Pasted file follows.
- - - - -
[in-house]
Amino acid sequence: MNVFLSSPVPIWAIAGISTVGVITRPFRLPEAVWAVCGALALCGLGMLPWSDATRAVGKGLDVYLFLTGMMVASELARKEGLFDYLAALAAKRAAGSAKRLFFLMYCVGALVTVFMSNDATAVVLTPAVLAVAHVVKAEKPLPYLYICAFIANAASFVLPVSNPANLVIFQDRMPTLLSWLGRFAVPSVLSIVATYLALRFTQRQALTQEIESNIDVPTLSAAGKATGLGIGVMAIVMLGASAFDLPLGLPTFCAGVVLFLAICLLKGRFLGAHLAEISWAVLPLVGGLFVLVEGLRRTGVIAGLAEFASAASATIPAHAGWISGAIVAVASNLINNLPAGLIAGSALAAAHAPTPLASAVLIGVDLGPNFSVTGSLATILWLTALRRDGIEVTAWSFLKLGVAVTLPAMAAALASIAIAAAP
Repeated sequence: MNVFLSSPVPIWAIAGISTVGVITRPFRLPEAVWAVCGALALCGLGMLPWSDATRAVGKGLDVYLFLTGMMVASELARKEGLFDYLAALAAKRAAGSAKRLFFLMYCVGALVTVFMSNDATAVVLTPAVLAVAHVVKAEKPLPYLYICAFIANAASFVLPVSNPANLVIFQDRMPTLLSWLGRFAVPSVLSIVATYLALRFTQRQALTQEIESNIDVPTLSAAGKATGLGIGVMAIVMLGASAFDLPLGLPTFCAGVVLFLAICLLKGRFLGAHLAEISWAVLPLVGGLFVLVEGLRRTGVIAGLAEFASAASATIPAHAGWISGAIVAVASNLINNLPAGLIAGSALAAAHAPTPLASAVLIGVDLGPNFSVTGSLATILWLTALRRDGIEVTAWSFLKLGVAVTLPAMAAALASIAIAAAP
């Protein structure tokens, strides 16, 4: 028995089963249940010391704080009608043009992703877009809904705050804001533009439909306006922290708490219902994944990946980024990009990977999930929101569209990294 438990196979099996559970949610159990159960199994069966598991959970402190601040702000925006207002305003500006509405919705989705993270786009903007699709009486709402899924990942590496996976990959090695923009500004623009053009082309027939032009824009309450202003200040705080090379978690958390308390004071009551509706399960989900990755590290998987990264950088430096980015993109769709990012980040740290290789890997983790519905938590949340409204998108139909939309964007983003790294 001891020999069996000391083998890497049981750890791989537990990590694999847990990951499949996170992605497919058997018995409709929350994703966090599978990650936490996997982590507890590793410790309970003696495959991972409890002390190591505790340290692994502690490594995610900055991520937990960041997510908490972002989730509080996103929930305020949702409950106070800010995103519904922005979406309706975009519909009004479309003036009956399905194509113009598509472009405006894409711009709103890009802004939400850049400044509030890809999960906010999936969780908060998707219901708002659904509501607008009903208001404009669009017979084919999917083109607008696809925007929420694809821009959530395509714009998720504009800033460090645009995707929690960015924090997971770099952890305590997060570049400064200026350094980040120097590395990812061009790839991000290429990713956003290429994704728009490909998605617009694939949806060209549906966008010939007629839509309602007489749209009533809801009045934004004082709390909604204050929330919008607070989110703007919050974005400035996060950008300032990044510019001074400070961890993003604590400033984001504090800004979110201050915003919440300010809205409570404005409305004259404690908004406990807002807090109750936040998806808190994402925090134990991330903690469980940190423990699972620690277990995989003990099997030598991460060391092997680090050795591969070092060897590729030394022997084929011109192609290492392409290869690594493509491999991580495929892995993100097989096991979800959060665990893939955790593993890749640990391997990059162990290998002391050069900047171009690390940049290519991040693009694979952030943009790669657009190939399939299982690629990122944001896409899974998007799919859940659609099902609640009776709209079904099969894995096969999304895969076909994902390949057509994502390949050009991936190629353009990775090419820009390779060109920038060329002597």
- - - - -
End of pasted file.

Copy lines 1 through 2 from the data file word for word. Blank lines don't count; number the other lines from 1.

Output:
[in-house]
Amino acid sequence: MNVFLSSPVPIWAIAGISTVGVITRPFRLPEAVWAVCGALALCGLGMLPWSDATRAVGKGLDVYLFLTGMMVASELARKEGLFDYLAALAAKRAAGSAKRLFFLMYCVGALVTVFMSNDATAVVLTPAVLAVAHVVKAEKPLPYLYICAFIANAASFVLPVSNPANLVIFQDRMPTLLSWLGRFAVPSVLSIVATYLALRFTQRQALTQEIESNIDVPTLSAAGKATGLGIGVMAIVMLGASAFDLPLGLPTFCAGVVLFLAICLLKGRFLGAHLAEISWAVLPLVGGLFVLVEGLRRTGVIAGLAEFASAASATIPAHAGWISGAIVAVASNLINNLPAGLIAGSALAAAHAPTPLASAVLIGVDLGPNFSVTGSLATILWLTALRRDGIEVTAWSFLKLGVAVTLPAMAAALASIAIAAAP